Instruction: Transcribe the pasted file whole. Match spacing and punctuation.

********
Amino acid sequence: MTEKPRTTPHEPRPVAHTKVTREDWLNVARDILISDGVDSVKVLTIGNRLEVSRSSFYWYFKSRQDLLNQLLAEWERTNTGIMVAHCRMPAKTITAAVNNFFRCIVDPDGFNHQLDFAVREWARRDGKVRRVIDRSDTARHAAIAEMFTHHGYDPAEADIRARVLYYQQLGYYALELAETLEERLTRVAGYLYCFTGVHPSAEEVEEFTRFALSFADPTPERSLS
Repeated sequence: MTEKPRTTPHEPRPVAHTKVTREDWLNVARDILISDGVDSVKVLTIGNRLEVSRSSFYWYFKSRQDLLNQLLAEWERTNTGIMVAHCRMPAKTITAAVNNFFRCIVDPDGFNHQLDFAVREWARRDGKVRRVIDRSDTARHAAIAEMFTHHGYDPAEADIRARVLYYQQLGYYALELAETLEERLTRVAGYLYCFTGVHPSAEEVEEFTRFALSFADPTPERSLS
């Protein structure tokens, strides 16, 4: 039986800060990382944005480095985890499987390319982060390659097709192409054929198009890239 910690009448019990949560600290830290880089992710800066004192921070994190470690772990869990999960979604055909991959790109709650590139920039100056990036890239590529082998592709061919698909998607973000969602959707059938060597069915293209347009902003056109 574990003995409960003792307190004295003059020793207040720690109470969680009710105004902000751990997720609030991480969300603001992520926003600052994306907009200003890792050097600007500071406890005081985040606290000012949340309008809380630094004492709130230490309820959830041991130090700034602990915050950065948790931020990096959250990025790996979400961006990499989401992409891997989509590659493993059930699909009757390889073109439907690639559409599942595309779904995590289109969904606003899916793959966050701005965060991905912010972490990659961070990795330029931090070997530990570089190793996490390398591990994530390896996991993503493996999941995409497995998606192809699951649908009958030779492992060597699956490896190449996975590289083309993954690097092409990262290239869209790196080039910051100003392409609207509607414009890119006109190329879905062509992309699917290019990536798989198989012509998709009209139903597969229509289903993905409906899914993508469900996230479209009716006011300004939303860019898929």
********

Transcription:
Amino acid sequence: MTEKPRTTPHEPRPVAHTKVTREDWLNVARDILISDGVDSVKVLTIGNRLEVSRSSFYWYFKSRQDLLNQLLAEWERTNTGIMVAHCRMPAKTITAAVNNFFRCIVDPDGFNHQLDFAVREWARRDGKVRRVIDRSDTARHAAIAEMFTHHGYDPAEADIRARVLYYQQLGYYALELAETLEERLTRVAGYLYCFTGVHPSAEEVEEFTRFALSFADPTPERSLS
Repeated sequence: MTEKPRTTPHEPRPVAHTKVTREDWLNVARDILISDGVDSVKVLTIGNRLEVSRSSFYWYFKSRQDLLNQLLAEWERTNTGIMVAHCRMPAKTITAAVNNFFRCIVDPDGFNHQLDFAVREWARRDGKVRRVIDRSDTARHAAIAEMFTHHGYDPAEADIRARVLYYQQLGYYALELAETLEERLTRVAGYLYCFTGVHPSAEEVEEFTRFALSFADPTPERSLS
């Protein structure tokens, strides 16, 4: 039986800060990382944005480095985890499987390319982060390659097709192409054929198009890239 910690009448019990949560600290830290880089992710800066004192921070994190470690772990869990999960979604055909991959790109709650590139920039100056990036890239590529082998592709061919698909998607973000969602959707059938060597069915293209347009902003056109 574990003995409960003792307190004295003059020793207040720690109470969680009710105004902000751990997720609030991480969300603001992520926003600052994306907009200003890792050097600007500071406890005081985040606290000012949340309008809380630094004492709130230490309820959830041991130090700034602990915050950065948790931020990096959250990025790996979400961006990499989401992409891997989509590659493993059930699909009757390889073109439907690639559409599942595309779904995590289109969904606003899916793959966050701005965060991905912010972490990659961070990795330029931090070997530990570089190793996490390398591990994530390896996991993503493996999941995409497995998606192809699951649908009958030779492992060597699956490896190449996975590289083309993954690097092409990262290239869209790196080039910051100003392409609207509607414009890119006109190329879905062509992309699917290019990536798989198989012509998709009209139903597969229509289903993905409906899914993508469900996230479209009716006011300004939303860019898929």